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Title: Duty : a conceptual history of negligence in the twentieth century
Author: Chamberlain, E. A. L.
Awarding Body: University of Cambridge
Current Institution: University of Cambridge
Date of Award: 2009
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This dissertation explores the conceptual evolution of the duty of care during the late-nineteenth and twentieth centuries. In the early history of negligence, the duty of care was defined by reference to established categories. These categories helped to confine liability to certain types of relationships or circumstances, with expansion occurring only by increment and analogy. Thus, duty played an important “gatekeeper” function in the formative years of negligence. However, as the categories of duty grew in number, there were attempts to define a more general theory of the duty of care. The most famous exposition of this theory was Lord Atkin’s decision in Donoghue v. Stevenson, where he coined the legendary “neighbour” principle. Although it took some time to gain widespread acceptance, Lord Atkin’s general theory of duty ushered in an era of judicial creativity and a massive extension in negligence liability. Freed from the need to fit cases within established categories, the judiciary was able to extend the frontiers of liability by reference to policy and the underlying goals of negligence law. However, the general theory ultimately reduced the efficacy of duty in its traditional gatekeeper role. Toward the end of the century, fears that the general theory of duty would lead to unlimited liability for economic loss and psychiatric illness, among other things, led the judiciary to return to a more cautious, incremental approach to the expansion of liability. This dissertation is organized chronologically, beginning around the mid-nineteenth century. It traces the main stages of duty’s evolution, explaining leading cases and doctrinal elements during each period. It places particular emphasis on Donoghue v. Stevenson, and illustrates how Lord Atkin’s masterful opinion helped to shape the development of duty for the remainder of the twentieth century. Underlying this study is an evaluation of the importance of judicial writing style to the doctrinal development of the law.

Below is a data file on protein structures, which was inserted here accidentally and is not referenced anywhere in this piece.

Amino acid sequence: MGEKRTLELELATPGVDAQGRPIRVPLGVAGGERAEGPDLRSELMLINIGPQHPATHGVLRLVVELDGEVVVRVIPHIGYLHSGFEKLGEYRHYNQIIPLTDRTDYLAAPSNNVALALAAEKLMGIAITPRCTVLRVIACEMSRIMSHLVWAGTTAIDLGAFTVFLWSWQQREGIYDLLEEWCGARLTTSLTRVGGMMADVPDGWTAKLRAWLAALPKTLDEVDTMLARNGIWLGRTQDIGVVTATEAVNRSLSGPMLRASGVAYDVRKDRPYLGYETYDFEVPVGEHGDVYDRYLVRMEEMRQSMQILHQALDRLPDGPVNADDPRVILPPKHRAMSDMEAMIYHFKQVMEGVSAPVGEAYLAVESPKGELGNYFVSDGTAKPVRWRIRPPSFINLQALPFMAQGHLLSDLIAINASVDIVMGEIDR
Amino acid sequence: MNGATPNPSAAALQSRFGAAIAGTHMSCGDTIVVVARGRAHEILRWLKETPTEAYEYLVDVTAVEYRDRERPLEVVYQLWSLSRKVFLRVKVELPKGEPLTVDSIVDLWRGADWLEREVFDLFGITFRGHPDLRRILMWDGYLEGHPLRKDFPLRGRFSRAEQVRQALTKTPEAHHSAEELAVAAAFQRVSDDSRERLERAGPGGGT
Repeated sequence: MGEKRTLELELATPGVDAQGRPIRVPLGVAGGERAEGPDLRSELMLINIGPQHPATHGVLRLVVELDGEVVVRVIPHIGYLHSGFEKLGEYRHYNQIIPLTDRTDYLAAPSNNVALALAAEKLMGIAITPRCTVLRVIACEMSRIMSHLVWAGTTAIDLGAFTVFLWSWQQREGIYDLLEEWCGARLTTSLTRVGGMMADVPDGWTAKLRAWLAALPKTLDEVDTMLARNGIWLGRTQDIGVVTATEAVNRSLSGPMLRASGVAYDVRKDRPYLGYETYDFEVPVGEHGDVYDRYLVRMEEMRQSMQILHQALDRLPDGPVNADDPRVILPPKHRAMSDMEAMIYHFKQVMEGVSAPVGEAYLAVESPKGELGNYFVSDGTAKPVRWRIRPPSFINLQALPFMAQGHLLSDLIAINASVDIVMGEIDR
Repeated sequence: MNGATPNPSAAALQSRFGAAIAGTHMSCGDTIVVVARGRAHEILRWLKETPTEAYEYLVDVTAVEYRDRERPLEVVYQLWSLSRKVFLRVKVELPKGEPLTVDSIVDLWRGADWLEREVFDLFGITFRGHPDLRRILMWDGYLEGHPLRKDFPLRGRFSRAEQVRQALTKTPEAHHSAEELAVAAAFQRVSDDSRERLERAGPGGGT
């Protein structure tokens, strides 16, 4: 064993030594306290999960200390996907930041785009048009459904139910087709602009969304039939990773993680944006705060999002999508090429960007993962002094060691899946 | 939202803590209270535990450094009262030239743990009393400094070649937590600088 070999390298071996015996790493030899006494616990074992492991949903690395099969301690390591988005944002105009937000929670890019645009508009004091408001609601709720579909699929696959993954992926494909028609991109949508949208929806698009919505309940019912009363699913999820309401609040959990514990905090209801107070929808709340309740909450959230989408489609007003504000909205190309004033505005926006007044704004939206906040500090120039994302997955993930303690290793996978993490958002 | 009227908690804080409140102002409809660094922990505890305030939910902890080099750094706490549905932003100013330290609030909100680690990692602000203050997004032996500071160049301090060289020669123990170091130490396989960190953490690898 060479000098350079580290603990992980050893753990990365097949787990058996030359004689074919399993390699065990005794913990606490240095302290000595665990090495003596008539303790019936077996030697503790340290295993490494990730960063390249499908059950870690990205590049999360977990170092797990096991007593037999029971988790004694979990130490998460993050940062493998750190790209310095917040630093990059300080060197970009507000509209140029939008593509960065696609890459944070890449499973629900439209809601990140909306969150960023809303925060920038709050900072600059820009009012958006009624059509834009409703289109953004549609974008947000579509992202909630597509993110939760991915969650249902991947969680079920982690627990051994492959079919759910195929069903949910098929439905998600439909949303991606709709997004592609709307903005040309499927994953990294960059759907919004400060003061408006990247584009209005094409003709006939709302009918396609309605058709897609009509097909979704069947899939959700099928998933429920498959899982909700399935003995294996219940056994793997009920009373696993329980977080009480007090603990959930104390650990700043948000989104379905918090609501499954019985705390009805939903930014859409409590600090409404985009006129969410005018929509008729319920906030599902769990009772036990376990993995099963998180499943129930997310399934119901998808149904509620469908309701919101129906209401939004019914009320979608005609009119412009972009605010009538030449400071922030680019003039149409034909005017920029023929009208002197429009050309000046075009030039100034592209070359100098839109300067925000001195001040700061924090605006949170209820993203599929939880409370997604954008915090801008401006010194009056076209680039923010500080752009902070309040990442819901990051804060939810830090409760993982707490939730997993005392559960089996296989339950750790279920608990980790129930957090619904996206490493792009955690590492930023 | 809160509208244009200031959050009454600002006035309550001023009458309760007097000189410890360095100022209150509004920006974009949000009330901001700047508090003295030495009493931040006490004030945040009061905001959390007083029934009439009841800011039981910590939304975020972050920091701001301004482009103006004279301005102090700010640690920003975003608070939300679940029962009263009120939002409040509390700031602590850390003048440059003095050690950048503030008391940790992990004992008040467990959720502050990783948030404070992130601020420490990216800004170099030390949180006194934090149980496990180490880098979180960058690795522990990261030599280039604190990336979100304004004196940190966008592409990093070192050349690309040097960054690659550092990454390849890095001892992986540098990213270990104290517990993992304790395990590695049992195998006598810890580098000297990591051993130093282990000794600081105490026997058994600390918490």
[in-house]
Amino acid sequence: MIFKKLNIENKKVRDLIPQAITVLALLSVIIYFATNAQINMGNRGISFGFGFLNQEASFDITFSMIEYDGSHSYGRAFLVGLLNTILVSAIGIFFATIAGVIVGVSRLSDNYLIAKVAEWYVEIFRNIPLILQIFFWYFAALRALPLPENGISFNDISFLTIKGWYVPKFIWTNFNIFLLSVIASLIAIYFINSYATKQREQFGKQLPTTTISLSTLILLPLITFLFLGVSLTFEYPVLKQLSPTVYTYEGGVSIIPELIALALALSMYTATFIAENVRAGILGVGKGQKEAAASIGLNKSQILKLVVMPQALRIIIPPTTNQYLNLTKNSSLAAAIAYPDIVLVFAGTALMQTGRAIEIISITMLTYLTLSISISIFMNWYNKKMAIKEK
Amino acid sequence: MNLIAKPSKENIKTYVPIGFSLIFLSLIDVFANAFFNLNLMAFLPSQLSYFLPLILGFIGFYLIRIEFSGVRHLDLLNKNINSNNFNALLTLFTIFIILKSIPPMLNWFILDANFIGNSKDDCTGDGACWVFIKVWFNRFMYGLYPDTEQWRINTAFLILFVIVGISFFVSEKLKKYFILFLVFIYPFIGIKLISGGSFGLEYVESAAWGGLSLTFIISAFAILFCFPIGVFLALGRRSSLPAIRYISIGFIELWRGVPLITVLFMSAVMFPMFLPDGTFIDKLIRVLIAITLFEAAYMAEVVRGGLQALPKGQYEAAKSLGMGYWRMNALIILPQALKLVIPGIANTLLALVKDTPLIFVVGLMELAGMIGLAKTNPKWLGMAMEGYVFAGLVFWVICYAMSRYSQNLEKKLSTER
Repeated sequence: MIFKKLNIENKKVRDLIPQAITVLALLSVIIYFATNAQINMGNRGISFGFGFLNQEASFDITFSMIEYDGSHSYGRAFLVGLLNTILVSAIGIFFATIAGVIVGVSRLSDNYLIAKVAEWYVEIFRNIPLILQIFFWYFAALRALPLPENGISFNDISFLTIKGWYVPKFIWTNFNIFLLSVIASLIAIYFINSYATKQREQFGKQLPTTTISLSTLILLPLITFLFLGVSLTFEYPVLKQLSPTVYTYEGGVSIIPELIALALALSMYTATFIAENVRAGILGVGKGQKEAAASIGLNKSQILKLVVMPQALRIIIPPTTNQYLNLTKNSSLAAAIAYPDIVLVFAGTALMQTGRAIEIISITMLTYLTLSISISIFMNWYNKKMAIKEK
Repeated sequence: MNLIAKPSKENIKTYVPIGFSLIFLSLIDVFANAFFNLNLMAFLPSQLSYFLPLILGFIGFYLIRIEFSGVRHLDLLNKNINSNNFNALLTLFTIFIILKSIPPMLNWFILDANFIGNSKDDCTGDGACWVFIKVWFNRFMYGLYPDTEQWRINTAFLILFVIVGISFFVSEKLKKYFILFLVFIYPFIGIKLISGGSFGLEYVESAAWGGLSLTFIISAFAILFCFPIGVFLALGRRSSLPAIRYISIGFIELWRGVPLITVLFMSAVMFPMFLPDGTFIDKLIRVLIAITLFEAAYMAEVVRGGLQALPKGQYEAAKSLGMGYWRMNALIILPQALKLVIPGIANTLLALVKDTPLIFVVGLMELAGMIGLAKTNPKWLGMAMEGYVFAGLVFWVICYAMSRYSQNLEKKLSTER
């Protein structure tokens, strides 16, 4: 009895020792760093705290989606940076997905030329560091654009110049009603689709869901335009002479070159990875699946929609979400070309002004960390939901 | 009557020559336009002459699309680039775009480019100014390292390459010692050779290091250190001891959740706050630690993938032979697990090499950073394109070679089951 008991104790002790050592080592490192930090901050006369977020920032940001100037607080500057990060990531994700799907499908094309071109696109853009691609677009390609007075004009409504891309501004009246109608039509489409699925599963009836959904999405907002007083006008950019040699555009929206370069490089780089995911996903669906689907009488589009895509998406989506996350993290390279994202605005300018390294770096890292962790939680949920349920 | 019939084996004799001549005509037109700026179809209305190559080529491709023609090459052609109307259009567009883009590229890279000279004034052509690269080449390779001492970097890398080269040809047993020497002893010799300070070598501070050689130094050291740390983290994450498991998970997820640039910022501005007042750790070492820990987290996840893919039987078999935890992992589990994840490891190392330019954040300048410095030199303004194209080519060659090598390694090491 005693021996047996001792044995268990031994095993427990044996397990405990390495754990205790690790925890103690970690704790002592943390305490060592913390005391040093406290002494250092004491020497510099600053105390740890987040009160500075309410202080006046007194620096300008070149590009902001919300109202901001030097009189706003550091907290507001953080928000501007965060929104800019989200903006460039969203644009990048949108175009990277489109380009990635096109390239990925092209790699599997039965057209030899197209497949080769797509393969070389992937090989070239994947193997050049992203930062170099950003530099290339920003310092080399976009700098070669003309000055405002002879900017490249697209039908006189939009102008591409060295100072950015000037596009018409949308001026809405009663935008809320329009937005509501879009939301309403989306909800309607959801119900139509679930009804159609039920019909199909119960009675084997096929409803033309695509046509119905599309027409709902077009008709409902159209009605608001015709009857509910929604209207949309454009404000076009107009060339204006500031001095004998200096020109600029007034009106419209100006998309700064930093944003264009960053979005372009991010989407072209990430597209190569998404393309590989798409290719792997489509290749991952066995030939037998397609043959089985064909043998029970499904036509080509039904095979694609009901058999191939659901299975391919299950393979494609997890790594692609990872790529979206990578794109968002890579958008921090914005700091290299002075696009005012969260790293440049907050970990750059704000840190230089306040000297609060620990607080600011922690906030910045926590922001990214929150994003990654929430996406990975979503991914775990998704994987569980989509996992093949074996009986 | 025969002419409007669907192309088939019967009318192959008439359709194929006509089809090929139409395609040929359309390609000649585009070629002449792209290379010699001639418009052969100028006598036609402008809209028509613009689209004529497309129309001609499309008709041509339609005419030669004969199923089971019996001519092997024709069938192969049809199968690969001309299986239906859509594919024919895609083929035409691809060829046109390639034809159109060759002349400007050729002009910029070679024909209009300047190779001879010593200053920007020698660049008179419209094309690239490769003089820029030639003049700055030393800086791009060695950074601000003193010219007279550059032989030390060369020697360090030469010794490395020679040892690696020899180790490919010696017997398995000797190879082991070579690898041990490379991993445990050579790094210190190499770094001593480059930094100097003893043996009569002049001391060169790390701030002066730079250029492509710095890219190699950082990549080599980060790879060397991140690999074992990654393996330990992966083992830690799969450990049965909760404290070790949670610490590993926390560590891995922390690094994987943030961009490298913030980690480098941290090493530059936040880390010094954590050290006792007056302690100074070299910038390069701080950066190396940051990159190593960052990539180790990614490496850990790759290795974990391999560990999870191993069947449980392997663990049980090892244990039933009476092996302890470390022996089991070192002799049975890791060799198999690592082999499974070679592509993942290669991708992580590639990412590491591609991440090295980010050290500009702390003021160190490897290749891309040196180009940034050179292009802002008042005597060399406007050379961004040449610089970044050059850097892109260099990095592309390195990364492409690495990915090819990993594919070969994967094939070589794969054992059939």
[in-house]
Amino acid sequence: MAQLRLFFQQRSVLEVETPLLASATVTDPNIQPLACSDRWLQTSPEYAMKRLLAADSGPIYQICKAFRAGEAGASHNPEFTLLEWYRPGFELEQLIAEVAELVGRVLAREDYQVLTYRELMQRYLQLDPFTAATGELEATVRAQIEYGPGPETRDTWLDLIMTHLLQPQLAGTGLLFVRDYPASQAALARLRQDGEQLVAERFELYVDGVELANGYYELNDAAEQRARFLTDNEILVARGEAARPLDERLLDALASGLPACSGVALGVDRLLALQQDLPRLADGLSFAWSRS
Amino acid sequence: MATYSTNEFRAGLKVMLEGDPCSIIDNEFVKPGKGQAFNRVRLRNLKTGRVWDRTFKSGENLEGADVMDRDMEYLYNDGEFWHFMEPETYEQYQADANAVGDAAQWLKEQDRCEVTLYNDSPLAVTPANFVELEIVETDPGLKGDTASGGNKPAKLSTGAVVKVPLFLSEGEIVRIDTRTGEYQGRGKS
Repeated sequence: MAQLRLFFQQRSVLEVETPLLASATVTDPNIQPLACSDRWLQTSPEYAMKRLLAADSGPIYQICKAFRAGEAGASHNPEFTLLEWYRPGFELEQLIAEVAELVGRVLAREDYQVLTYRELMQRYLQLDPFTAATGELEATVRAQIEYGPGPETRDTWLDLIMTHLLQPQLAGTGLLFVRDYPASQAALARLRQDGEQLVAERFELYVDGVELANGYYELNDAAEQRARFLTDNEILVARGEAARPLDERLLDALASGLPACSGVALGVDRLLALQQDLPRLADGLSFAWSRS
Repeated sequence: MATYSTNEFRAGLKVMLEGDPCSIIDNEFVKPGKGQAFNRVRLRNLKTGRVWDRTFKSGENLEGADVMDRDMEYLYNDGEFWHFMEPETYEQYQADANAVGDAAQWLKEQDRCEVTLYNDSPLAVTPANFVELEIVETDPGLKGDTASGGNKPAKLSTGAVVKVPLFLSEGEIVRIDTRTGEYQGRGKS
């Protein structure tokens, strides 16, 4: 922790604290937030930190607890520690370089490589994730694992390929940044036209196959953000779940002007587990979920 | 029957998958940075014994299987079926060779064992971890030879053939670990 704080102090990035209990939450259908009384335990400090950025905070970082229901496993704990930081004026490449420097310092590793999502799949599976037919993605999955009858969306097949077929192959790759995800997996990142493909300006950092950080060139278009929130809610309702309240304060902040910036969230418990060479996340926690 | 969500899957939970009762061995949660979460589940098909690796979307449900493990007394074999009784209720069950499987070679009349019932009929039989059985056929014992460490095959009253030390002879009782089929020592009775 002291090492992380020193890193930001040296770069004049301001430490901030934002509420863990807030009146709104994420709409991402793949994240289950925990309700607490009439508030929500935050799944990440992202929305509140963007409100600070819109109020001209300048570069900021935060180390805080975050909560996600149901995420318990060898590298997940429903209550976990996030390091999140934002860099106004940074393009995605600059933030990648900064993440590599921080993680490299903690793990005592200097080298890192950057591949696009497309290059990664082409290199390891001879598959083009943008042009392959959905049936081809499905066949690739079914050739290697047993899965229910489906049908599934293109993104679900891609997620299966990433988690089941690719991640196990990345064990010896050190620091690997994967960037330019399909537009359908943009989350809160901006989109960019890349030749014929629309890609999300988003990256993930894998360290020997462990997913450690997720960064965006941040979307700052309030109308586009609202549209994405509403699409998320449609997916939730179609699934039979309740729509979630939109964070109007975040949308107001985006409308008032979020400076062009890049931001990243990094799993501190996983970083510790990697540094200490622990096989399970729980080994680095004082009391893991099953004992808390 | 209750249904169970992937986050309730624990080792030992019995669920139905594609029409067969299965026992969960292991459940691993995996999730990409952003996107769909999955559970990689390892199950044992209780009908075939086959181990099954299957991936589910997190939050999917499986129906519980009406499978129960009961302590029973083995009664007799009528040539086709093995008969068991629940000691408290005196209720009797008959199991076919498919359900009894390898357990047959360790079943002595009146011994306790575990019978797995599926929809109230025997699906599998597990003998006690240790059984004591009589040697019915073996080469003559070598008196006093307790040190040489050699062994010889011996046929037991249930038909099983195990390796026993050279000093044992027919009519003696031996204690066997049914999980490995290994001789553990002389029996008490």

Supervisor: Not available Sponsor: Not available
Qualification Name: Thesis (Ph.D.) Qualification Level: Doctoral
EThOS ID:  DOI: Not available